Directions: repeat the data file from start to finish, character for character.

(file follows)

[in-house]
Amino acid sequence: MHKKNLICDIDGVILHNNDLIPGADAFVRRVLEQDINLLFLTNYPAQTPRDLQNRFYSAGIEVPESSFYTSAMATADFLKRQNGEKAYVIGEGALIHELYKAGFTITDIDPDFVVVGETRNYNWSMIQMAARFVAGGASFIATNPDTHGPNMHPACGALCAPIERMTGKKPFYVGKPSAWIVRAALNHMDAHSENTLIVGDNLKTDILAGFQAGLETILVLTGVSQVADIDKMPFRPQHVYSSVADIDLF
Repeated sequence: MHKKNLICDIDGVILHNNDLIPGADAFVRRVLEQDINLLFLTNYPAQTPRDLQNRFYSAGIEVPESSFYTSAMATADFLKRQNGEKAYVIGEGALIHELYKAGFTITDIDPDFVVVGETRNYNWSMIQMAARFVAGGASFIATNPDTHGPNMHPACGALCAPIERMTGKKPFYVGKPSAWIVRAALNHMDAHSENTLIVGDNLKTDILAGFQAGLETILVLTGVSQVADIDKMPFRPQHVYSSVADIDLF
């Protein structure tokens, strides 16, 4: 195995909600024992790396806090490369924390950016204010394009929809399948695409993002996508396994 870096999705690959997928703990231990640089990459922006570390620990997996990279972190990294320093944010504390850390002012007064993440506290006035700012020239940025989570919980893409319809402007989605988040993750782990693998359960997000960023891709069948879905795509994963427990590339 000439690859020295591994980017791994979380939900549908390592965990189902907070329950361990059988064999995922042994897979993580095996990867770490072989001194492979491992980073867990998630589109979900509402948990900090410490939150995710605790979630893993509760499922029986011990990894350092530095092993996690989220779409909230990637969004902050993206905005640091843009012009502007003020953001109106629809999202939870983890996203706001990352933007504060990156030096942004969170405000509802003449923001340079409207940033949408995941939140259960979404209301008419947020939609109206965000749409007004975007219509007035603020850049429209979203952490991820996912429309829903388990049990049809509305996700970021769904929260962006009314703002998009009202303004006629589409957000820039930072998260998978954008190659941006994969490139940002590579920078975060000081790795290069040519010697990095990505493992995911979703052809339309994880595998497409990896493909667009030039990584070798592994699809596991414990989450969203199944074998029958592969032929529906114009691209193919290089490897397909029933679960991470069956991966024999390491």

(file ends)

[in-house]
Amino acid sequence: MHKKNLICDIDGVILHNNDLIPGADAFVRRVLEQDINLLFLTNYPAQTPRDLQNRFYSAGIEVPESSFYTSAMATADFLKRQNGEKAYVIGEGALIHELYKAGFTITDIDPDFVVVGETRNYNWSMIQMAARFVAGGASFIATNPDTHGPNMHPACGALCAPIERMTGKKPFYVGKPSAWIVRAALNHMDAHSENTLIVGDNLKTDILAGFQAGLETILVLTGVSQVADIDKMPFRPQHVYSSVADIDLF
Repeated sequence: MHKKNLICDIDGVILHNNDLIPGADAFVRRVLEQDINLLFLTNYPAQTPRDLQNRFYSAGIEVPESSFYTSAMATADFLKRQNGEKAYVIGEGALIHELYKAGFTITDIDPDFVVVGETRNYNWSMIQMAARFVAGGASFIATNPDTHGPNMHPACGALCAPIERMTGKKPFYVGKPSAWIVRAALNHMDAHSENTLIVGDNLKTDILAGFQAGLETILVLTGVSQVADIDKMPFRPQHVYSSVADIDLF
């Protein structure tokens, strides 16, 4: 195995909600024992790396806090490369924390950016204010394009929809399948695409993002996508396994 870096999705690959997928703990231990640089990459922006570390620990997996990279972190990294320093944010504390850390002012007064993440506290006035700012020239940025989570919980893409319809402007989605988040993750782990693998359960997000960023891709069948879905795509994963427990590339 000439690859020295591994980017791994979380939900549908390592965990189902907070329950361990059988064999995922042994897979993580095996990867770490072989001194492979491992980073867990998630589109979900509402948990900090410490939150995710605790979630893993509760499922029986011990990894350092530095092993996690989220779409909230990637969004902050993206905005640091843009012009502007003020953001109106629809999202939870983890996203706001990352933007504060990156030096942004969170405000509802003449923001340079409207940033949408995941939140259960979404209301008419947020939609109206965000749409007004975007219509007035603020850049429209979203952490991820996912429309829903388990049990049809509305996700970021769904929260962006009314703002998009009202303004006629589409957000820039930072998260998978954008190659941006994969490139940002590579920078975060000081790795290069040519010697990095990505493992995911979703052809339309994880595998497409990896493909667009030039990584070798592994699809596991414990989450969203199944074998029958592969032929529906114009691209193919290089490897397909029933679960991470069956991966024999390491």